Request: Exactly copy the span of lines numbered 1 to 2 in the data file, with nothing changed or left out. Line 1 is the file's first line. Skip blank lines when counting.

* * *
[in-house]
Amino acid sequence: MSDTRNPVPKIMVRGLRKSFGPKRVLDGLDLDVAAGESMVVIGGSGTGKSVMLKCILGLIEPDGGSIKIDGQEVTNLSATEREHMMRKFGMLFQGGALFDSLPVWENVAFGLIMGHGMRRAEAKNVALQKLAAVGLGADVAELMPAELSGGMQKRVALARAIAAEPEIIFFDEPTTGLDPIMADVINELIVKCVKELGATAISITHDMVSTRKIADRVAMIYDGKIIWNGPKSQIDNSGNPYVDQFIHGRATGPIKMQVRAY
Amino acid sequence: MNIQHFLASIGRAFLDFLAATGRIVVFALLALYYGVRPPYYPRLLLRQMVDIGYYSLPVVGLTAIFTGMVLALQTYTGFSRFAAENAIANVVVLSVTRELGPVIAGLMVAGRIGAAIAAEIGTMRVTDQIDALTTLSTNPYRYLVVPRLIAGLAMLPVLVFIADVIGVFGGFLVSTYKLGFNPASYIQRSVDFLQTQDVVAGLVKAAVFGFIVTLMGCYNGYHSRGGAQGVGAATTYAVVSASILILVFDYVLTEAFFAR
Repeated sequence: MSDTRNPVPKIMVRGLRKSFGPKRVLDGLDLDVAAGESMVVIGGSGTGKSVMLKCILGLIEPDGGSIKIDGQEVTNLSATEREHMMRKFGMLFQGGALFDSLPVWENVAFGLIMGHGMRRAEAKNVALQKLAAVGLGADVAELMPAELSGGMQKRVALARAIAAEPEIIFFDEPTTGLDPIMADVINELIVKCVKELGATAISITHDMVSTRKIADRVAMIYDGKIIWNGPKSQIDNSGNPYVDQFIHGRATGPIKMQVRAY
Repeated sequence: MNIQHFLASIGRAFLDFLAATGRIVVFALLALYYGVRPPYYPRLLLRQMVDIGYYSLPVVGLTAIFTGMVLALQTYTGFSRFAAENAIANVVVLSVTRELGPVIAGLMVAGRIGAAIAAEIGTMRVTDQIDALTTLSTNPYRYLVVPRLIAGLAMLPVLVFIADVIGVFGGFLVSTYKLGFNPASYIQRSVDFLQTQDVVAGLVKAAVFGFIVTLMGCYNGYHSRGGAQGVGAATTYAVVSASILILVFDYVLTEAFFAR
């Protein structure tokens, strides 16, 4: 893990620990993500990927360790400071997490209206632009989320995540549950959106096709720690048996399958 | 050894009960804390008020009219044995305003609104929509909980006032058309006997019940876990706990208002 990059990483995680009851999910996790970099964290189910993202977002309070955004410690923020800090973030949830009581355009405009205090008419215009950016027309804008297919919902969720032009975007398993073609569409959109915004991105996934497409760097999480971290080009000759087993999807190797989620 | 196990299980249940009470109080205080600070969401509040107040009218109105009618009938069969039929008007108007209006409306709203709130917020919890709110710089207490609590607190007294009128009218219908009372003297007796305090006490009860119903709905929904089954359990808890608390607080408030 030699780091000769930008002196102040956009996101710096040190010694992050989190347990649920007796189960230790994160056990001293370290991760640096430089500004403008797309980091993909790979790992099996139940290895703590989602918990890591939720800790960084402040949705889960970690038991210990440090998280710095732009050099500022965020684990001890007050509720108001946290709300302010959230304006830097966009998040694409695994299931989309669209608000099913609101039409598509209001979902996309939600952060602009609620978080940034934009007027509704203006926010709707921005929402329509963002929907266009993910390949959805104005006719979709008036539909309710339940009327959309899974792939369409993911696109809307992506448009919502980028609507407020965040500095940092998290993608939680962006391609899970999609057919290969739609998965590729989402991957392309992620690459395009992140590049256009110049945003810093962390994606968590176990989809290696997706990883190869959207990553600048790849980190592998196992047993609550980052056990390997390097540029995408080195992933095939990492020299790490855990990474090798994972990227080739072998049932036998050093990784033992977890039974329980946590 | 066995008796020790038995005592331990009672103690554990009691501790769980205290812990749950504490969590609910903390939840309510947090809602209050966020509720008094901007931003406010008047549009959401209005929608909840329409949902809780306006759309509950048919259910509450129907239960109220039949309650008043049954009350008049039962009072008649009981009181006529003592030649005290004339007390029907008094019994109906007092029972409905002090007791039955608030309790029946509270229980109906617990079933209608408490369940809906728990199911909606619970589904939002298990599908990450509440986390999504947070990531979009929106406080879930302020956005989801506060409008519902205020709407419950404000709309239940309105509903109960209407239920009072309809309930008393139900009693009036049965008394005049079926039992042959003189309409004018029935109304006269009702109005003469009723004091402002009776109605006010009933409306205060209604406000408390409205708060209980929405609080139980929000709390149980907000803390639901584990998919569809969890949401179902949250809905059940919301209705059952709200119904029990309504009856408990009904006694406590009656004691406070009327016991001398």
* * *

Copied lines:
[in-house]
Amino acid sequence: MSDTRNPVPKIMVRGLRKSFGPKRVLDGLDLDVAAGESMVVIGGSGTGKSVMLKCILGLIEPDGGSIKIDGQEVTNLSATEREHMMRKFGMLFQGGALFDSLPVWENVAFGLIMGHGMRRAEAKNVALQKLAAVGLGADVAELMPAELSGGMQKRVALARAIAAEPEIIFFDEPTTGLDPIMADVINELIVKCVKELGATAISITHDMVSTRKIADRVAMIYDGKIIWNGPKSQIDNSGNPYVDQFIHGRATGPIKMQVRAY